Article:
MultiGPU Update: Two-GPU Options in Depthby Derek Wilson on February 23, 2009 7:30 AM EST
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All these results are taken at the wall (total system power) running the 3dmark Vantage POM (parallax occlusion mapping) shader test. This test uses very little other system resources and focuses on the GPU. This means that the numbers you see here are LOWER than total system power while playing a game -- often by more than 50W and sometimes 100W, depending on the game, benchmark and system. These numbers show clearer differences between GPU power draw, which is why we stick with them. These numbers should NOT be used to determine a proper PSU for a certain graphics card solution unless you consider a couple hundred watts of headroom in your calculation.
For idle power, NVIDIA's 55nm GT200 parts take the cake. We don't have a 55nm GTX 260 in house, but we would expect it's idle power to come in on par or lower than our GTX 285. AMD's 4850 hangs with the lower power NVIDIA options, but both the 512MB and 1GB 4870 variants pull more power than any of our other single GPU solutions.
For multiGPU options, SLI definitely draws the most power. The X2 single card multiGPU options are better than the two card solutions, and this carries over to NVIDIA as well with the GTX 295 coming in at lower power than 2x GTX 260s. If we had tested two 1GB 4870 cards, we would expect to see more than 285W power draw at idle, which is quite high indeed.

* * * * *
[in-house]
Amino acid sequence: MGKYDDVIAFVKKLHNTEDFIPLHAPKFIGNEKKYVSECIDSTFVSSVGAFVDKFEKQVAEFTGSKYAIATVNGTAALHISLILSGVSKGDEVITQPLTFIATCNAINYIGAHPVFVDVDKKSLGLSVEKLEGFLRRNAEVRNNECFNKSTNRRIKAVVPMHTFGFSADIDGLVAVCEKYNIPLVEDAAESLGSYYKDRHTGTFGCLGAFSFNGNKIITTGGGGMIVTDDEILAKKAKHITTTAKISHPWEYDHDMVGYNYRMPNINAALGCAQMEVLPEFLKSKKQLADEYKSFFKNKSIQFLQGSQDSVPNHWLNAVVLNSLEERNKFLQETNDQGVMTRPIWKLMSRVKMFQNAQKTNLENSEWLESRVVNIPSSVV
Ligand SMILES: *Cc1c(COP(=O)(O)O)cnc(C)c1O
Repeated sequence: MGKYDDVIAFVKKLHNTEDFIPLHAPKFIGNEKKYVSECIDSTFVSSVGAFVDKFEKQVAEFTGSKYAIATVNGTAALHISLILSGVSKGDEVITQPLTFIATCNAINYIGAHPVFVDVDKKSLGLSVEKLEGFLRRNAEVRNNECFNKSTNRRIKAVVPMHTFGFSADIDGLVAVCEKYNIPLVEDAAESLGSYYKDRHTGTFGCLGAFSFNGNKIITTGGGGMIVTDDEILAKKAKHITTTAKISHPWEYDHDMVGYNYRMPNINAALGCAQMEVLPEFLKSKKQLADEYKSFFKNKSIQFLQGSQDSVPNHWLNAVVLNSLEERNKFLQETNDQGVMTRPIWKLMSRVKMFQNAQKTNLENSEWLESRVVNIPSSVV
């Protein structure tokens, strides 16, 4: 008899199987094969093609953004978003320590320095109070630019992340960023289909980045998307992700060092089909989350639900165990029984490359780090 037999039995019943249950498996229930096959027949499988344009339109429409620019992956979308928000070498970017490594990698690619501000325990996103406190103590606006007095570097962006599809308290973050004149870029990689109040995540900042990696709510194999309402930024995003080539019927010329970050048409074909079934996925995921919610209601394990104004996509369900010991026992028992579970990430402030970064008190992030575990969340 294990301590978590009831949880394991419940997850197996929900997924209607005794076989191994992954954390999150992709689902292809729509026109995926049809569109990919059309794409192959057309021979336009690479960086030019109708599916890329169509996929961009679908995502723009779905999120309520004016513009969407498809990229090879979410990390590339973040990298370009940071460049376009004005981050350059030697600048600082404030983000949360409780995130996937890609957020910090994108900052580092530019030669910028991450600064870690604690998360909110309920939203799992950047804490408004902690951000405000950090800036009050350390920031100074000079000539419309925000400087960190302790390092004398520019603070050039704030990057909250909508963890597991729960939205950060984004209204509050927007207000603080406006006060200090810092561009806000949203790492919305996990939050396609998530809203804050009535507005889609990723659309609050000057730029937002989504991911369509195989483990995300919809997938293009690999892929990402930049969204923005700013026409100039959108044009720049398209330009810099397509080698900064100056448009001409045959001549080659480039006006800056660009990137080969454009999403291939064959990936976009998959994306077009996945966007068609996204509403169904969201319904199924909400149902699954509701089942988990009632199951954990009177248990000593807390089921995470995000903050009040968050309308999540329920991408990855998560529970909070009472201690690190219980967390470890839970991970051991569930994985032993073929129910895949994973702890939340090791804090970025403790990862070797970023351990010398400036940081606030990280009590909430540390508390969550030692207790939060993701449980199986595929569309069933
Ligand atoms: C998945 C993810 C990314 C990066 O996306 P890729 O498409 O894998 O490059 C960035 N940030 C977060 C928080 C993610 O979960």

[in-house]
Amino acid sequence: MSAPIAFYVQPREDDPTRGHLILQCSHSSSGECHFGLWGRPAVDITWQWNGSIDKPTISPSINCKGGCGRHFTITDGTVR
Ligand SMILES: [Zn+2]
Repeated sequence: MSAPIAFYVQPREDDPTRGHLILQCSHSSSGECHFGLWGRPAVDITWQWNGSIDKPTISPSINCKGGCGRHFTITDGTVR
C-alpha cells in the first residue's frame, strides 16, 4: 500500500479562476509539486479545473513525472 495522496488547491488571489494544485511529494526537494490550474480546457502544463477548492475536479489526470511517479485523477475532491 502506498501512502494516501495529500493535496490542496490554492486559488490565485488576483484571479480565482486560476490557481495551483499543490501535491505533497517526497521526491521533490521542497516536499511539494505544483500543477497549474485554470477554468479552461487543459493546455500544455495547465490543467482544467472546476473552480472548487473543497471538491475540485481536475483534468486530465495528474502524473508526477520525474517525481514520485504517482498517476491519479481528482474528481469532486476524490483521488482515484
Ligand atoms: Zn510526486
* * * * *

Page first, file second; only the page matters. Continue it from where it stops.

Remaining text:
Things change up a bit when we explore load power draw. The lowest idle power parts end up drawing the most power under load. The additional draw of the GTX 280 and GTX 285 are not unexpected as they offer a typically higher level of performance for their power. All our multiGPU options do draw more power than all of our single GPU configurations, so, though we didn't calculate them, you can expect performance per watt advantages where ever a single GPU leads any multiGPU option in performance.